Some thoughts

Despite the fact that I was on holiday, I did a bit of thinking. A nasty habit, I know, but what can you do about it.

Anyway, what I was thinking was this: the US is quite different, isn’t it?

First off: they seem to have much more labour-intensive ways of doing things. Cleaning the street, for example. Over here, you’ll have one guy driving a street-sweeper, and another one (maybe two) with a broom. Over there, it seemed more common to have the same vehicle, but with half a dozen folk around it. And the street was no cleaner than it would be here, and it was done no quicker.

Or look at a ski life: on the continent, you have a guy at the bottom, with a stop button. You have a guy at the top, also with a stop button. All gates are electronic (like on the Tube), so these two people are all that are needed. In the US (at Breckenridge and Vail, anyway), you have four at the bottom with scanners (to replace the electronic gates); two people to guide people onto the chair, one with a rake to move the snow about, and one with a stop button. At the top, you have a guy with a rake, and a guy with a stop button. Six more people, and the job isn’t done any faster or with any more security (especially at the pass-checking stage, the amount of people who just skipped by was alarming).

So many people were doing simple, manual jobs that are automated or done away with over here. It was a little disconcerting. The only place where it made sense to have noticeably more people than in an equivalent Yuropean place was on ski-patrol, and still a guy died on our last day there.

Secondly: the food. Man, it was delicious, but there was so damn much of it. It probably didn’t help that the appetite suffered from the altitude, but there was no way I could finish a main course, let alone a three course meal. But it was cheap enough that I didn’t much care about leaving it on the plate.

Thirdly: the cars. I don’t care if they’re wasteful, or it they’re huge. But they were so fucking ugly. Not one of them was the least bit exciting to watch; not one of them made me go “I want one of those”. Of course, because we were up in the mountains, with plenty of snow, 4x4s were necessary (trust me, it’s quite worrying to see a street full of wheel-spinning rear-wheel-drive cars), but still, there is no excuse for everyone choosing shiteheaps. When the best looking car is a dog-ugly Scooby Impreza, you know something is wrong.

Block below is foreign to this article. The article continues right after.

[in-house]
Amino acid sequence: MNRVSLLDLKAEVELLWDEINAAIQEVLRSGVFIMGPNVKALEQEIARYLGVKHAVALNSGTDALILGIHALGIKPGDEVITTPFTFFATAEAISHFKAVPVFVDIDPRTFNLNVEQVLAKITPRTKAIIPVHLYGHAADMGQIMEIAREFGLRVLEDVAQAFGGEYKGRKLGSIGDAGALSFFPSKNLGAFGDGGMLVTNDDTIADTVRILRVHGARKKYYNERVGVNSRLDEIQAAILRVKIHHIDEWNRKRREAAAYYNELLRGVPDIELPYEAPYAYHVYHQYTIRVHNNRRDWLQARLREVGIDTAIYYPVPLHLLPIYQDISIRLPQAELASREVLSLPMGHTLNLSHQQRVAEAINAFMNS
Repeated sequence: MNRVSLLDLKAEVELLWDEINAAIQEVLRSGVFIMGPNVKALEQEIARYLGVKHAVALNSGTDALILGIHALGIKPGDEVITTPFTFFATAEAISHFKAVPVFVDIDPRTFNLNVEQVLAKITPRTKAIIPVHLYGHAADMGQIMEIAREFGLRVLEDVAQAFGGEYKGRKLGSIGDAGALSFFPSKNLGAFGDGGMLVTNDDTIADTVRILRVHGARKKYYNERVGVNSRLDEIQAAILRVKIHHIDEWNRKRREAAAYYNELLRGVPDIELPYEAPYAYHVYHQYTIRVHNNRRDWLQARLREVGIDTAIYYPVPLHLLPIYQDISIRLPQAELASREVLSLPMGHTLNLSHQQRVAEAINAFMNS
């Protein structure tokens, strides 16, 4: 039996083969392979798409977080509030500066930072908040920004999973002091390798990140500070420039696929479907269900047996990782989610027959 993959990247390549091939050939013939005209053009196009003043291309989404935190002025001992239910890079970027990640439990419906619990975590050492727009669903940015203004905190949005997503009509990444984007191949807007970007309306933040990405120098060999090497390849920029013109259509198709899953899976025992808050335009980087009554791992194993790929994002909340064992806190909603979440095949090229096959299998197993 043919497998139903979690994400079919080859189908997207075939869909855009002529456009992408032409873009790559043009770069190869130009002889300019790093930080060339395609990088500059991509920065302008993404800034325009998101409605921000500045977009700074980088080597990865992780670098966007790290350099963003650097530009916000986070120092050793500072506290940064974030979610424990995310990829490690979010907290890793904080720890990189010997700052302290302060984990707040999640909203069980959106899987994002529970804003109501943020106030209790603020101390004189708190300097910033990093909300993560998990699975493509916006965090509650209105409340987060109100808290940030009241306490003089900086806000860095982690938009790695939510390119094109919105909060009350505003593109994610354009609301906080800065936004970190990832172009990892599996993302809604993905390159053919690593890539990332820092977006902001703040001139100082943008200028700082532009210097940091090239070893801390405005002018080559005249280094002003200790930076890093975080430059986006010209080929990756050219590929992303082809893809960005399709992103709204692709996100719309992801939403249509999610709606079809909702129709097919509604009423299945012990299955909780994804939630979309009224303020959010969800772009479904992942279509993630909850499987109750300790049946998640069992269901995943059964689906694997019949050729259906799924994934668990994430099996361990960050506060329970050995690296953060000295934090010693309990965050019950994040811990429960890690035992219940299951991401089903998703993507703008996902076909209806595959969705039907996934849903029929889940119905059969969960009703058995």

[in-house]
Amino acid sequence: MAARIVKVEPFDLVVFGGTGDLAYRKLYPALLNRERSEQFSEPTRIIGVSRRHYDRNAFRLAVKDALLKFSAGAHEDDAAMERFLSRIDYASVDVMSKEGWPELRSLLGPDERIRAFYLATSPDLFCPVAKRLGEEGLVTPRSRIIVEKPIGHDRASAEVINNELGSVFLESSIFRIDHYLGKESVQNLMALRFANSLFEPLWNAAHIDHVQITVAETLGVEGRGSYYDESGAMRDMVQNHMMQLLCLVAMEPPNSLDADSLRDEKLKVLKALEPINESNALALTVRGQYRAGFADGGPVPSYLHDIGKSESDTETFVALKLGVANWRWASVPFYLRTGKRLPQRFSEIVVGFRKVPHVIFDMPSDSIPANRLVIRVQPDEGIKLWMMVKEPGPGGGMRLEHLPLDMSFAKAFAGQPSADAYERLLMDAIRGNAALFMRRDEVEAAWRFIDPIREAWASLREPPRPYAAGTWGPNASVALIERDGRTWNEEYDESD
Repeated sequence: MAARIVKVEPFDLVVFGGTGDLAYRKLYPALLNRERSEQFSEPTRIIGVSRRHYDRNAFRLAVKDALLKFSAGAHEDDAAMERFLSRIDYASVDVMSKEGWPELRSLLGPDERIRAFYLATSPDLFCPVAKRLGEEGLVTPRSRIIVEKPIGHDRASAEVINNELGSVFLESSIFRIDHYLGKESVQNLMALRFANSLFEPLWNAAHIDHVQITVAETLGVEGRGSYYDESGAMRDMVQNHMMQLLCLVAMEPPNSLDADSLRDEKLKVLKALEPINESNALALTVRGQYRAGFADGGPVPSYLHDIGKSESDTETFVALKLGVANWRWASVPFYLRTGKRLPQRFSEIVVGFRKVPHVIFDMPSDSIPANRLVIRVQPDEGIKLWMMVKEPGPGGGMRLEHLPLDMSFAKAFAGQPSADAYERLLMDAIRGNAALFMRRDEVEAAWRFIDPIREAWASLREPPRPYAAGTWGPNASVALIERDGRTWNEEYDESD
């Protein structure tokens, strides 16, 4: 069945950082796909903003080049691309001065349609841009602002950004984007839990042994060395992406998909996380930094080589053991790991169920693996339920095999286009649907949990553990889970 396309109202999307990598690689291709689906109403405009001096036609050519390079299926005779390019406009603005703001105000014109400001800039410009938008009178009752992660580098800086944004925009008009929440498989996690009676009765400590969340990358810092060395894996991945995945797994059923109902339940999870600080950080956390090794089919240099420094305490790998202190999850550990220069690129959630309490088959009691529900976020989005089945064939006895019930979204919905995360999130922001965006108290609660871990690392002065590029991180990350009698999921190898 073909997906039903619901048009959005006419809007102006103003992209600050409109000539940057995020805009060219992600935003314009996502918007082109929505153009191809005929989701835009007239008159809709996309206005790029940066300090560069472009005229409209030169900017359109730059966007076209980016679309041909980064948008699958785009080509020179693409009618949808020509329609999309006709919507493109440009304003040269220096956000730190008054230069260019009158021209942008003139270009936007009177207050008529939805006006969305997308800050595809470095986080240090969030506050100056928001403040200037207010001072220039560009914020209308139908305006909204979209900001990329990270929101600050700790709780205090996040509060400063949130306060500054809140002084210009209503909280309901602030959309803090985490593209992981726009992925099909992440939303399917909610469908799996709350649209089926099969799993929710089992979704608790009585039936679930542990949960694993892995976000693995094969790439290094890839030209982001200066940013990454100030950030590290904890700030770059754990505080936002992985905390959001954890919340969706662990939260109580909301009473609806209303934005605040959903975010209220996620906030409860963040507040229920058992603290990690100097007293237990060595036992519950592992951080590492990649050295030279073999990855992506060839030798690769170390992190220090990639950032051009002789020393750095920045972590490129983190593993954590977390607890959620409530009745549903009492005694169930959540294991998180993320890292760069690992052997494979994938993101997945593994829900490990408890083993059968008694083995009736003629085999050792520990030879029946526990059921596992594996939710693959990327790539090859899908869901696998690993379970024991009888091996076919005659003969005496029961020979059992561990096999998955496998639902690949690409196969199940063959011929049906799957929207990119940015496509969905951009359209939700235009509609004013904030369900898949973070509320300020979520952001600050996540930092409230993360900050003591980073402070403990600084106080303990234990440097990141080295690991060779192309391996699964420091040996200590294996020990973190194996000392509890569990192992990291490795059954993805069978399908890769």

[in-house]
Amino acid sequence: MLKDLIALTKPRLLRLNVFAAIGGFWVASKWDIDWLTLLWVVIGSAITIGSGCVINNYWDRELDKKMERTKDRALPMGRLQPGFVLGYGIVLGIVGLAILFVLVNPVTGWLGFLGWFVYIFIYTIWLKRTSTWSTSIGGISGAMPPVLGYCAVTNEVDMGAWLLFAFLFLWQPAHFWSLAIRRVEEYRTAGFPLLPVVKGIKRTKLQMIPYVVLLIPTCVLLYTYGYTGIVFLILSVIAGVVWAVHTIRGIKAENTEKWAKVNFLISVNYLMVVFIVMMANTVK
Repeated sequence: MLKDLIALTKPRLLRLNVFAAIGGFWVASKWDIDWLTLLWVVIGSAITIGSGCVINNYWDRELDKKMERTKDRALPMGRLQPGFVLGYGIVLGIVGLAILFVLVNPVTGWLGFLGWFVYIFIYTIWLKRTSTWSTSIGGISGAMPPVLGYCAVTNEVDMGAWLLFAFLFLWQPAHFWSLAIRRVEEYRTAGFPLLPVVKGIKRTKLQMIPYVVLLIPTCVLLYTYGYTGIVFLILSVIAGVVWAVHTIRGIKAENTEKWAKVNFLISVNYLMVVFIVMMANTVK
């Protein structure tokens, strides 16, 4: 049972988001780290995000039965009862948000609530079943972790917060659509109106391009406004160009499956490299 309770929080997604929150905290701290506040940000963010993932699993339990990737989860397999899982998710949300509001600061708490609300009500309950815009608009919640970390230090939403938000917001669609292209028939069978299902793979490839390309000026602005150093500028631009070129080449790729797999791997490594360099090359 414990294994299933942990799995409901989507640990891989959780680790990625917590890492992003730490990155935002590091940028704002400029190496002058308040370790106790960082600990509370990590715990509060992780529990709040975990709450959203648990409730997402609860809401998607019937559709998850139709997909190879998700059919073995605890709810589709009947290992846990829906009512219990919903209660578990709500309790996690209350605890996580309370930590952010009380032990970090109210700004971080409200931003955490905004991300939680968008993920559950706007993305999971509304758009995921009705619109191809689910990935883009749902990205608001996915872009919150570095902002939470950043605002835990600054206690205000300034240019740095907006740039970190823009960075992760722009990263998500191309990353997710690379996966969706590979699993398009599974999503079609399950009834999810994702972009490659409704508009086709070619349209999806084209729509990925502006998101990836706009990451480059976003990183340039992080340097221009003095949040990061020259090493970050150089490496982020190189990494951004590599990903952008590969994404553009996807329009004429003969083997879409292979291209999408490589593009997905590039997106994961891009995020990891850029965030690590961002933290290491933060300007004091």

Finally, but not least, there’s the way that sometimes they’ll bend over backward to petty statism, and other times they’ll kick up a stink so big that no statist would dare go there. They’ll put up with the no smoking rules, the no buying drink on a Sunday, the throw salt over left shoulder on all days with T in the spelling, but try to get ‘em in a seatbelt, and you’ll end up in a situation where the words “second” and “amendment” are very prominent in your mind. If only there were more of the second and less of the first, I think that the world would be a much better place.

Oh, and regarding the fingerprinting and photographing nonsense, I don’t mind it as much as those travelling with me expected. Hell, it’s their country, if they want to make everyone entering it feel like a criminal, it’s up to them. Nobody has to visit. However, try and do it to me visiting my own fuken land, and thing change. Obviously.

4 thoughts on “Some thoughts

  1. I’ve only seen one car here that I actually want, and it’s 65% ’cause of the noise it makes – the Mustang. Drove one and it was a lot of fun, but a bit like driving a very noisy, fast lorry.

  2. Not the most practical of vehicles on the coast road, I would imagine. What with there being corners, and other un-American things like that.

    (I went through a very short phase of wanting the ’04 Mustang. Then I got over it and decided that, come the Revolution, my official Tyrant Of The World car would have to be a good ol’ Aston Martin. Like the DBS.)

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